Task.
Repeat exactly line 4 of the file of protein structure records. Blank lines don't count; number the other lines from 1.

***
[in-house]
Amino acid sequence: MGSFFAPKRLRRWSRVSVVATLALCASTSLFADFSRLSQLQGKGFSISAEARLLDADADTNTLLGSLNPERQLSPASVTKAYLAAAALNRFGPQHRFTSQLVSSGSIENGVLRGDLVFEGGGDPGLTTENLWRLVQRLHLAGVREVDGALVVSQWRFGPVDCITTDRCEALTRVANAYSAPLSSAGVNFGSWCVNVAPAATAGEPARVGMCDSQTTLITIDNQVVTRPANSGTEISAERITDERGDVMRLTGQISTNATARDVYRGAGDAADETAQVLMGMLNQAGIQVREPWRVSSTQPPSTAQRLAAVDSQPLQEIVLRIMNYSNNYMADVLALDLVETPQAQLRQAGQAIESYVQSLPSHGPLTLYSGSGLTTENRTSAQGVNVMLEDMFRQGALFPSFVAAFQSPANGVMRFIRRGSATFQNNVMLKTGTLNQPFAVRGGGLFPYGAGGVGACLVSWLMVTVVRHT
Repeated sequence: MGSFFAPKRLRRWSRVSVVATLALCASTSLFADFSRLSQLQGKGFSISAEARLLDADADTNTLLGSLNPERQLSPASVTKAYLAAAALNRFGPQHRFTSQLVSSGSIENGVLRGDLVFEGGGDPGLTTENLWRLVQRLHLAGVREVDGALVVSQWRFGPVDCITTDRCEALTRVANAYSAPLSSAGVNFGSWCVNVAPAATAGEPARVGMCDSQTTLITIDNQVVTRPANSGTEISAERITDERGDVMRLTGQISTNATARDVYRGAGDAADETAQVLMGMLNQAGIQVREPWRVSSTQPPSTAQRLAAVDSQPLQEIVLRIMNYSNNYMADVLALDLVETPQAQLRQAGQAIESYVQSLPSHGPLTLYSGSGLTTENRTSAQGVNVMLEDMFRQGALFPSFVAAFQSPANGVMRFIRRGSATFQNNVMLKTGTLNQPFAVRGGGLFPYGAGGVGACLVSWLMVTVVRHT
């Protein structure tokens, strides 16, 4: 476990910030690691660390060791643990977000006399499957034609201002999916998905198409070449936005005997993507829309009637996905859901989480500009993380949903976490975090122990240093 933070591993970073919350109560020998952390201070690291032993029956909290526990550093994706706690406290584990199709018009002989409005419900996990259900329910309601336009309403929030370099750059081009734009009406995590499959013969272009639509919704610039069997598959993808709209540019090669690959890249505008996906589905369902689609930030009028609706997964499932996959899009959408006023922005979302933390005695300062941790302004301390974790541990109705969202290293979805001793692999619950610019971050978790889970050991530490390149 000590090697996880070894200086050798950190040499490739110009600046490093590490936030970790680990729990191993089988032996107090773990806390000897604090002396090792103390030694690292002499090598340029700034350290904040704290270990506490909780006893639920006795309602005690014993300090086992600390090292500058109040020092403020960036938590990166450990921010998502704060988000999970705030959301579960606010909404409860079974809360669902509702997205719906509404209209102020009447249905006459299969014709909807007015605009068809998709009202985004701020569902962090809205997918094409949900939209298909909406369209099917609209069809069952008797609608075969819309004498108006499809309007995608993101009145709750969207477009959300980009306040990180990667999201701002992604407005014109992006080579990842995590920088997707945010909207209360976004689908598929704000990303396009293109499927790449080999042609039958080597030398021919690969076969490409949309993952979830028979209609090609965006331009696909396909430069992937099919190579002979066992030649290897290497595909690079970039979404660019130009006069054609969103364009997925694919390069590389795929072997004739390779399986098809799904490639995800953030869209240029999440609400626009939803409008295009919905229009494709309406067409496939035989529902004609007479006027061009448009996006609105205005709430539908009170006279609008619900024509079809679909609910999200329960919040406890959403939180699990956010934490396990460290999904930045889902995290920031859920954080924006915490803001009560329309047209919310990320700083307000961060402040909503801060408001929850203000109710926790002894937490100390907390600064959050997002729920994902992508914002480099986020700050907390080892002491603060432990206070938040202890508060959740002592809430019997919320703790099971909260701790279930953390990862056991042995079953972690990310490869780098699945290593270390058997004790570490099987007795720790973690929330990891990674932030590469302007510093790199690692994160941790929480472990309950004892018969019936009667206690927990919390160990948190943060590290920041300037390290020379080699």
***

């Protein structure tokens, strides 16, 4: 476990910030690691660390060791643990977000006399499957034609201002999916998905198409070449936005005997993507829309009637996905859901989480500009993380949903976490975090122990240093 933070591993970073919350109560020998952390201070690291032993029956909290526990550093994706706690406290584990199709018009002989409005419900996990259900329910309601336009309403929030370099750059081009734009009406995590499959013969272009639509919704610039069997598959993808709209540019090669690959890249505008996906589905369902689609930030009028609706997964499932996959899009959408006023922005979302933390005695300062941790302004301390974790541990109705969202290293979805001793692999619950610019971050978790889970050991530490390149 000590090697996880070894200086050798950190040499490739110009600046490093590490936030970790680990729990191993089988032996107090773990806390000897604090002396090792103390030694690292002499090598340029700034350290904040704290270990506490909780006893639920006795309602005690014993300090086992600390090292500058109040020092403020960036938590990166450990921010998502704060988000999970705030959301579960606010909404409860079974809360669902509702997205719906509404209209102020009447249905006459299969014709909807007015605009068809998709009202985004701020569902962090809205997918094409949900939209298909909406369209099917609209069809069952008797609608075969819309004498108006499809309007995608993101009145709750969207477009959300980009306040990180990667999201701002992604407005014109992006080579990842995590920088997707945010909207209360976004689908598929704000990303396009293109499927790449080999042609039958080597030398021919690969076969490409949309993952979830028979209609090609965006331009696909396909430069992937099919190579002979066992030649290897290497595909690079970039979404660019130009006069054609969103364009997925694919390069590389795929072997004739390779399986098809799904490639995800953030869209240029999440609400626009939803409008295009919905229009494709309406067409496939035989529902004609007479006027061009448009996006609105205005709430539908009170006279609008619900024509079809679909609910999200329960919040406890959403939180699990956010934490396990460290999904930045889902995290920031859920954080924006915490803001009560329309047209919310990320700083307000961060402040909503801060408001929850203000109710926790002894937490100390907390600064959050997002729920994902992508914002480099986020700050907390080892002491603060432990206070938040202890508060959740002592809430019997919320703790099971909260701790279930953390990862056991042995079953972690990310490869780098699945290593270390058997004790570490099987007795720790973690929330990891990674932030590469302007510093790199690692994160941790929480472990309950004892018969019936009667206690927990919390160990948190943060590290920041300037390290020379080699």